American band Echosmith — a play on words echo (sound) and smith (maker) — is composed of the Sierota siblings, namely Sydney, Noah, Graham and Jamie. Hard as it may be to conceive, they have been around for almost a decade, but only recently broke into commercial success with the smash hit Cool Kids from their 2013 debut album “Talking Dreams.”
Sydney shared that the group wrote Cool Kids to express that universal desire to fit in. “There are times when I’m hanging out with a crowd and think, ‘Man, I don’t look like these people; I don’t act like them or talk like them,’” she said and further noted that the song is all about self-acceptance, which to her is essentially what makes any person cool.
She continued by confessing that they still feel pangs of insecurity “for some random reason,” whether together as a band or individually. “It just proves that no matter how much success you’ve had, you still go through that. We’re still learning,” remarked the 18-year-old.
So a highlight of my July 2015 was skyping with #Echosmith's Sydney Sierota, who really sounded like a level-headed girl. I felt stupid for shouting and enunciating each word, afraid that, along with poor reception, she might not understand my accent. My story about the band is in this issue of GIST (out today with The Philippine STAR). It's also online at GIST.PH.
Cool Kids no doubt has introduced Echosmith to the world, but the foursome follows it up with what may well be their signature song: Let’s Love. “We always thought from the start that it’s going to be a single eventually. That was the first song we wrote where we went, ‘Wow, this is the kind of song that we wanna go for, a song that really feels like Echosmith,’” shared Sydney.
Upbeat, positive, with barely a trace of angst or cynicism that pervade the works of artists in their teens, “Talking Dreams” is an album your mother would approve of and your friends would have blasting on the car radio during a summer road trip.
“Everybody naturally gets negative sometimes, but we definitely like to go for the positive things because it feels better that way,” said Sydney in explaining their musical philosophy. “We want people to feel better after they listen to our stuff or after watching us live, and even upon meeting us. That’s our goal. We might as well use the platform that we have the best way we can.”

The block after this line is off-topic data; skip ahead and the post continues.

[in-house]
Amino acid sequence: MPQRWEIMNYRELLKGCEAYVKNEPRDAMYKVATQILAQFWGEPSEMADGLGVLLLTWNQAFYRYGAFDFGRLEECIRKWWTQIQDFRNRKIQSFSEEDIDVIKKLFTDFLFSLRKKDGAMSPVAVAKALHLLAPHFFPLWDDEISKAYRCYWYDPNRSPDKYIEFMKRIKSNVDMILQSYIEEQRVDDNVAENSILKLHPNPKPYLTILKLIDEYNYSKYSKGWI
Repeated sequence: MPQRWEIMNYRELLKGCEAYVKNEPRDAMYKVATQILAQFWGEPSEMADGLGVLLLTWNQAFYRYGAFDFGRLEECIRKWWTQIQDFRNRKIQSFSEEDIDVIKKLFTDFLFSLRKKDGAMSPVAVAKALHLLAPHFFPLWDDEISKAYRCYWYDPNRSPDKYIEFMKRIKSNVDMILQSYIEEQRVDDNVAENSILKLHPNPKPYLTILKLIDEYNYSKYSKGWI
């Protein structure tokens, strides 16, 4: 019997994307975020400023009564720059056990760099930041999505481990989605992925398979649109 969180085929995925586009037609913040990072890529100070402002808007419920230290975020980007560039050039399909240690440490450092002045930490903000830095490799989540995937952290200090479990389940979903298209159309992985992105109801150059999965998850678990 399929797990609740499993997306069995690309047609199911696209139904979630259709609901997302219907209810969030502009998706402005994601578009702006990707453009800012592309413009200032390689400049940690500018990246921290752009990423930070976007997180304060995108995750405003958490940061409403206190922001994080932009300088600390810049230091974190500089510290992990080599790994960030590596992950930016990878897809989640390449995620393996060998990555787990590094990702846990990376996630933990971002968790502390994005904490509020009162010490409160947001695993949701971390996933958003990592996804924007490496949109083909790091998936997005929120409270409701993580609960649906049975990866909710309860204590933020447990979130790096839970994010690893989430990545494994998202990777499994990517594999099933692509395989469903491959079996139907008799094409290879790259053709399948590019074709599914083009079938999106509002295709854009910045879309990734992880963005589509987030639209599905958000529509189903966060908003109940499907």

And they seek to spread good vibes. When asked what’s the best thing about being in a band, they said it’s touring. “We mainly love going out to eat and roam. That’s one thing,” said Sydney, who also confessed to being a heavy sushi and rice eater.
Beyond the perks of traveling, though, it’s the magic of seeing what they do grow before their eyes that pumps up the siblings. “To see — after we go to the same city a million times — that the crowd gets bigger and the passion becomes stronger each time… from under a hundred people coming to 2,000 then to 15,000… it’s kind of crazy to watch that, it’s definitely the best part.”
With a Philippine concert slated in August, Sydney, Noah, Graham and Jamie will be able to witness how their following in the country has multiplied since their first visit last year. Manila’s intensity didn’t escape the group. Sydney recalled, “It was amazing. It was our first experience having people waiting at the airport and at the hotel for us.”
The show itself has a room in her memory: “It was such a good crowd. Everybody was so passionate, so excited. You don’t want anything more than that when you’re in a band. I’m just excited to go back,” she added. “We might throw some balloons, some confetti, some surprises,” shared Sydney upon prodding her into divulging their plans for the upcoming concert. “But our goal is just to have fun, jump around and play music. We might do a few covers.”
It may appear that the Sierotas are living the life all kids out of high school dream of. But young as they may be, touring has taught them that time isn’t on their side. “There are only 24 hours, which sounds like a lot at first, but we’re flying and driving, and that takes a lot of our day,” explained Sydney.
“I’m now realizing that quality time and time are different,” she continued. “We have to be careful how we spend our few free hours. So instead of looking at IG for hours and hours or watching TV, I make time to call a friend or a loved one.” The four even believe that they still need to hang out as siblings and talk about matters unrelated to music. “We’re still learning how to have balance, but we’re getting there,” she added.
Another lesson that the band has learned and wishes to impart to start-up bands is commitment. “If you really love something and you know you want to do it, just stick with it. We’ve been a band for nine years. Now it’s working and it’s awesome but it took a long time for us to get here. It could happen overnight or it could happen in a span of ten years — you’ll never know,” said Sydney, adding matter-of-factly, “You have to be prepared to wait.”
In a generation where many are spoiled by instant gratification and have somewhat lost their capacity to wait, Echosmith — whose oldest member is only in his early 20s — preaches patience by example and that’s pretty cool in our book.
—Originally published on GIST